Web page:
How It Works: File Stream Compression with Backup/Restore

Published Jan 15 2019 11:19 AM 688 Views
Microsoft
First published on MSDN on Feb 11, 2009

The question of file stream compression during backup and restore arose last week and makes for a good clarification topic.

Shown here is a conceptual layout of a database containing file stream containers.    On the left the folders represent the storage of the individual files used when varbinary(max) has the FILESTREAM attribute.   The FSAgent is the SQL Server component that presents the file(s) as a varbinary(max) to the rest of the engine.   Other parts of the SQL Server engine treat and act upon the data as a varbinary(max).

From my 1980's days on the Mac, I decided to use the Stuff-It icon to show the point of backup/restore compression.   The compression used by SQL Server 2008 is not Stuff-It and it is also not .ZIP or .RAR or .CAB so I wanted a more generic view.   Now that I have dated myself pay special attention to the compression location.

Compression/Expansion takes place as the data is streamed to and from the backup media.   The type of data does not matter to the backup facility.   SQL Server just seems a stream of bytes, compresses or expands them as required.

All data written to and from the SQL Server backup media can be compressed.   The only part of the media that is not compressed are the actual media headers.

The design is such that you can replace the folders in the picture with full text catalogs and the same data flow occurs for backup compression.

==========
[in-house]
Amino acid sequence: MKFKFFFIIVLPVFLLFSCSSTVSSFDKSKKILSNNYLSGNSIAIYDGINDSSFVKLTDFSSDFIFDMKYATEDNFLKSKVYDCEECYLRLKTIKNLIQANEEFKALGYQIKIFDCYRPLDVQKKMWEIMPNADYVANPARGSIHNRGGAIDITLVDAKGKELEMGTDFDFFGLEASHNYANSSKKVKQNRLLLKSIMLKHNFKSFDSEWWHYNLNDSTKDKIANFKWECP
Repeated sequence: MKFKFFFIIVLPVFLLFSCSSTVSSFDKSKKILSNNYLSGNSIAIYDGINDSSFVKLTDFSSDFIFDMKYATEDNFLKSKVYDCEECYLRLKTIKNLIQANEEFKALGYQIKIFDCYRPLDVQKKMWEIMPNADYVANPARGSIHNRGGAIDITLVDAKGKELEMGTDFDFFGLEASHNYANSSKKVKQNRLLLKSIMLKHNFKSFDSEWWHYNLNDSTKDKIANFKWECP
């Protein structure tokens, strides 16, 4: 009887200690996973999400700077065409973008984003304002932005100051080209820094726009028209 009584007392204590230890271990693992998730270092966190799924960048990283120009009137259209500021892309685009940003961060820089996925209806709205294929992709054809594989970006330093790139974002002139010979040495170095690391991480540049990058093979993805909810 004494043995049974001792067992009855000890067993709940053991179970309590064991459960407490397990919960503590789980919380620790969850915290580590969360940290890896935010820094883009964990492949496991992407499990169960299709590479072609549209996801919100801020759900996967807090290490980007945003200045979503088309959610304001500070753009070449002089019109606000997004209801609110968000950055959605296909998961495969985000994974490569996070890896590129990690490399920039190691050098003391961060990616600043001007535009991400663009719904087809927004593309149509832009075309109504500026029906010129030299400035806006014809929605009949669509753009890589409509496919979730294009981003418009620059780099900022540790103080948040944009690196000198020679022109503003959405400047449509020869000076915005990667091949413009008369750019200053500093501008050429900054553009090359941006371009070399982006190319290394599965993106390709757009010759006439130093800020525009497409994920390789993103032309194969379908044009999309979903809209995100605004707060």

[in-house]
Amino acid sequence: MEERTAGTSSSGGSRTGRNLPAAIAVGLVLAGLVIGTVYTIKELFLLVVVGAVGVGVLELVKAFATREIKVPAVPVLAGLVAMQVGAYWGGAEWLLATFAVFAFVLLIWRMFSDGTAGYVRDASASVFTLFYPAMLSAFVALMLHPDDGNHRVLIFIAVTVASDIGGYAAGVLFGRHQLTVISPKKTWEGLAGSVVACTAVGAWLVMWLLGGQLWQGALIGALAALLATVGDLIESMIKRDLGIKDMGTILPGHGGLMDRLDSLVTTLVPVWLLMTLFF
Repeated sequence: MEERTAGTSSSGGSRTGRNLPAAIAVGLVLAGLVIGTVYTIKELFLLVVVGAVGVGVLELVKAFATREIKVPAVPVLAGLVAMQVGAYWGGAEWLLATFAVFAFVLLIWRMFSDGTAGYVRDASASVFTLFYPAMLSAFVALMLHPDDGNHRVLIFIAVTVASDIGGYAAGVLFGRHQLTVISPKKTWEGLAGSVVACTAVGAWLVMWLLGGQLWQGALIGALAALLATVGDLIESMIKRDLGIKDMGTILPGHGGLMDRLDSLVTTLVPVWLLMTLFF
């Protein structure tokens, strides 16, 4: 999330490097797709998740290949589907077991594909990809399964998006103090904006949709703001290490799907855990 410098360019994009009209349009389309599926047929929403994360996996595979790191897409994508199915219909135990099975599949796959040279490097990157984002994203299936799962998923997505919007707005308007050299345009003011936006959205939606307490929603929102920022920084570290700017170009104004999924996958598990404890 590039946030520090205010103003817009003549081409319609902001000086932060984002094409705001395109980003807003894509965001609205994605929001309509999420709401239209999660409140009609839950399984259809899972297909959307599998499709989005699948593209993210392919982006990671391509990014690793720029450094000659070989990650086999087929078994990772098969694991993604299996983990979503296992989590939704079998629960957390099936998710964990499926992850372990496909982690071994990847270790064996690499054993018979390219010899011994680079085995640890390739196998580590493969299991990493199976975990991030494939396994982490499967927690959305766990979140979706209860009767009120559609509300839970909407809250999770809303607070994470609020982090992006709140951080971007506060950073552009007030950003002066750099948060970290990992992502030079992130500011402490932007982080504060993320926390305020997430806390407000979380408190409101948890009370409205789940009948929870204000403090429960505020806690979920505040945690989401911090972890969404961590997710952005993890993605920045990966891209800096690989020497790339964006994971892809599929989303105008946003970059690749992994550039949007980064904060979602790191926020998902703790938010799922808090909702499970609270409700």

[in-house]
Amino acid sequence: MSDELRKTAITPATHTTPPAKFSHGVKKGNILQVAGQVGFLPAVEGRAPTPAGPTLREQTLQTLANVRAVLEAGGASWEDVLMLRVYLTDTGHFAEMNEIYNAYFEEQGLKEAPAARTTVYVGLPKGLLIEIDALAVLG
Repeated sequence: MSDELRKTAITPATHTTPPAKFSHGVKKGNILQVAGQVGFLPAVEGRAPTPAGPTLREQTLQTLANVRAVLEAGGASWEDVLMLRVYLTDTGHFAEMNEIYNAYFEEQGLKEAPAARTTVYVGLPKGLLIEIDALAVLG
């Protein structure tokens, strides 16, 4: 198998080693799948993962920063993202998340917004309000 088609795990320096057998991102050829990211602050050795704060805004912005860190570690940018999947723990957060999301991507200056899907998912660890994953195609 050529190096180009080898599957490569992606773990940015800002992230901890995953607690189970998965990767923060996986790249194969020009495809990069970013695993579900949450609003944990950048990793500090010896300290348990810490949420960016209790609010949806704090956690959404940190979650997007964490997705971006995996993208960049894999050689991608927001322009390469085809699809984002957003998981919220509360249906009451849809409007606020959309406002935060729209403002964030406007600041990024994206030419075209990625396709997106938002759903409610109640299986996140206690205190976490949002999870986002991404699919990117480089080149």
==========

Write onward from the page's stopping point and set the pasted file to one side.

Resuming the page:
File Stream On Disk Storage

It is technically possible to mark the folders, used for file stream storage, compressed but not recommended by Microsoft.  You can review details of the WAL protocol and SQL Server in various Microsoft knowledge base articles.

Total Data Encryption and Database Compression

SQL Server 2008 introduces TDE and compression of the data.   This is done with a layer similar to the FSAgent in the SQL Server engine. When data is retrieved or store do a page a lightweight translation layer takes the appropriate steps to encrypt, decrypt, compress or expand the data for the rest of the SQL Server engine.

Backup does not need to read individual rows on the page so when a compressed or encrypted page the entire 8K page remains compressed or encrypted and is sent to the backup stream.   The backup stream can compress the data stream but compression ratios are not as good when the data is already compressed.   When the data is encrypted the data patterns don't lend themselves to healthy compression rates, thus backup with compression is discouraged when TDE has been enabled.

Bob Dorr
SQL Server Principal Escalation Engineer

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